By Patti Murphy
Recent reports have me wondering what the future holds for the point of sale. Amid ongoing claims that cash is going the way of dinosaurs, news agency Reuters reported that Microsoft Inc. is developing systems that would eliminate the need for cashiers and checkout lines. Apparently, the software giant has been shopping the idea around to major retailers around the world, including Walmart Inc., Reuters reported.
Microsoft, which has a significant footprint in the retail systems market, including ecommerce, is angling to give Amazon a run for its money. In January 2018, Amazon opened the doors to its first Amazon Go shop, a highly automated store in Seattle. Amazon Go shoppers scan their smartphones at a turnstile to enter. Cameras and sensors throughout the store identify what customers remove from the shelves, and Amazon bills the credit cards they have on file as they leave the store.
While the Reuters report was thin on specifics, it stated one avenue Microsoft seems to be exploring is to attach cameras to shopping carts to track purchases, which would seem to be more economical than the hundreds of cameras and sensors required by Amazon's approach.
Michael Jaszczyk, CEO of GK Software USA Inc., a Raleigh, N.C., company specializing in integrated store solutions, described the move by Microsoft as a turning point. "Microsoft taking on Amazon with cashierless checkout demonstrates how close we are to a breakout of alternative 'checkout and scanning' processes and applications," he said in a statement. "The question now is not if, but when will we see wide range adoption in the market."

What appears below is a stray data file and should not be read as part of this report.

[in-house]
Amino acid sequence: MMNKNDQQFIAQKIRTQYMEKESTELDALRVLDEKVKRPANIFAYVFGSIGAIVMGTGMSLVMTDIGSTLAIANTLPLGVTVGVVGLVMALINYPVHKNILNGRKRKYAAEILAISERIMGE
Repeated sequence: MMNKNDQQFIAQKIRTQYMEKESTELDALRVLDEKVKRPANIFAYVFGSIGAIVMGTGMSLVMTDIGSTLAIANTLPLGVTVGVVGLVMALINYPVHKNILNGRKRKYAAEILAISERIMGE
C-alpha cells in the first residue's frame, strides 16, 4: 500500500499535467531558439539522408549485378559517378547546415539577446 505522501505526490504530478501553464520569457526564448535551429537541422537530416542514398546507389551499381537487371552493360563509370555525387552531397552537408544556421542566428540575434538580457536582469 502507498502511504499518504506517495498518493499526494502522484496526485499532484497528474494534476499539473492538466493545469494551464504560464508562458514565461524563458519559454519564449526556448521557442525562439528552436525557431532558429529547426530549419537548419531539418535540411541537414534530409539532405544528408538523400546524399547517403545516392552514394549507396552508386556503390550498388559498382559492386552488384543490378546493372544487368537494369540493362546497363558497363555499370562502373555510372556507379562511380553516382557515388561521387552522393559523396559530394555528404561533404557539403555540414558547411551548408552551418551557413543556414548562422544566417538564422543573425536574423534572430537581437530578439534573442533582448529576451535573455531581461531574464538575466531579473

The notion of frictionless checkouts is nothing new. It's a perennial quest that accounts for much of the momentum behind mobile payments, for example. And several merchants have tested self-scanning, with mixed results. Giant Eagle Inc., a regional grocery chain headquartered in Pittsburgh, began a program about 13 years ago that allowed customers to scan and bag groceries as they shopped, stopping at the checkout merely to pay and print out receipts based on the scanner input. I'm a Giant Eagle customer. I found the shopping option useful but didn't miss it much when it was abruptly ended about a year later.
Jaszczyk believes the market is better positioned now. "As more vendors offer these types of self-scanning solutions and retailers pilot them in their stores, consumer demand will follow as well as increased store revenue," he said. "I believe that in three to five years traditional checkout lanes will become somewhat of a relic, and we will have a hard time remembering what it was even like to stand in line at the POS."
Call me old-fashioned, but I just don't see widespread appeal for cashier-less shopping, and I'm not convinced we'll see anything resembling widespread adoption, at least in the near term. Cashier-less shopping, in my mind, is a bit like cashless shopping: it sounds cool, but it's not practical as an end game. There always will be people who, for any number of reasons, like using cash, just like there will always be folks who prefer the human checkout experience.
There are also practical considerations. Most large retailers already offer self-checkout, but the underlying technologies can be quirky. I use these regularly but am often frustrated by problems that require employee assistance to remedy. On one recent shopping trip, I had to wait for assistance four times, each time seemingly longer than the previous, as I watched in frustration as a store worker hopped from one self-checkout lane to another remedying scanner and other problems.